Take to the stage, whatever your age

If you’ve a passion to tread the boards, don’t think because you’re over 30 there's no chance. When it comes to acting, age is just a number – and no reason at all to stop you pursuing your thespian dreams.

It’s never too late to start acting.
In fact, many well-known names of the big screen didn’t find fame until later in life. Morgan Freeman had had a few small roles, but his acting career didn’t take off until 1989 when he appeared in Driving Miss Daisy, Glory and Lean on Me – at the age of 52. Kathryn Joosten was a psychiatric nurse who didn’t start her acting career until 53 and then landed up with roles in Desperate Housewives and West Wing. Steve Carrell was 43 when he bagged the lead role of Michael Scott in the US version of The Office.

Others who found their acting skills were finally recognised when they got older include Star Wards legend Harrison Ford who was 31, Love Actually’s Alan Rickman made it at 32 and Pulp Fiction’s Samuel L Jackson was 41.

Just because some people are younger than you or may have been taking acting lessons since nursery school, it doesn’t mean you shouldn’t get the opportunity to shine in the spotlight. It may be that you have a whole load of natural talent that’s been dormant, waiting for the right moment. Maybe you’ve been too busy with a career or with family commitments to have time to think about acting until now – or maybe being older has finally given you the confidence to give it a go?

Whatever the reasons, the first step need not be daunting. Before you decide to give up the day job and move to Hollywood, it’s definitely worth trying some amateur dramatics to see how much you actually enjoy being on the stage.


Join a local drama group and see if you love it.

Local groups can range from semi-professional outfits with exquisite scenery putting on lavish shows, to a small band of people doing stripped-back experimental productions. Google “local amateur dramatic groups” and see what groups are active in your area. Go and see local performances by a range of groups and then decide where you think your skills might flourish. Get in touch with them to see what opportunities there are – and take it from there. If you have to audition, then rehearse, relax and do your best. Remember everyone gets nerves. And if you don’t succeed first time, try, try again.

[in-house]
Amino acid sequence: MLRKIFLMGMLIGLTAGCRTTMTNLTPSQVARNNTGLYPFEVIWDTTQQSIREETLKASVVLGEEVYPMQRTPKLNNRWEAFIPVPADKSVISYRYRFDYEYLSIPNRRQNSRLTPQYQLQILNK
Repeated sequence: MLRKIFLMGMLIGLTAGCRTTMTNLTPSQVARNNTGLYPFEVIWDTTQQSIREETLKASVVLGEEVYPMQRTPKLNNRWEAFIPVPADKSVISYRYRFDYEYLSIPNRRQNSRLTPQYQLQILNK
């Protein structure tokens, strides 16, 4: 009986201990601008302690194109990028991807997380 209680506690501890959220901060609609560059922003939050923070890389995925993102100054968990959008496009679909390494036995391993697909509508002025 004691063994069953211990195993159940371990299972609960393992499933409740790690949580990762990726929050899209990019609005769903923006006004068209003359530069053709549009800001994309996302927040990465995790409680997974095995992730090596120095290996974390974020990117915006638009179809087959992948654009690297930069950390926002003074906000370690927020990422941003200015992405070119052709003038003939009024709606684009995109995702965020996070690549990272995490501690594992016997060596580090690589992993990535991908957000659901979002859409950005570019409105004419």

If you love your experience on the stage, then you can choose to continue with your group or think about your next move. Perhaps you’d like to sign up for some acting classes to finesse your skills? Do your research because not all drama lessons and workshops are as respectable as each other and shop around, especially listening out for word-of-mouth recommendations.

Why not try to become an extra?
Being an extra, or supporting artiste as they are also called, can be a way to experience life on set as well as earn some extra cash. Join up to a local reputable extras agency or look out on Twitter for opportunities (under the hashtags #extras or #extrasneeded), upload some clear photos and a description of yourself and then cross your fingers. Being an extra can mean hours of waiting around and you may not even be visible in the final production, but it’s a great way to get a taste of behind-the-scenes life of TV and films.

If you feel your skills warrant an agent, then it’s time to ask around again for recommendations and do your best to sell yourself. It may not be smooth sailing to begin with, but perseverance and persistence can pay off.

So remember, it’s never too late to become an actor and follow your passion. And, as they say in the theatre, break a leg!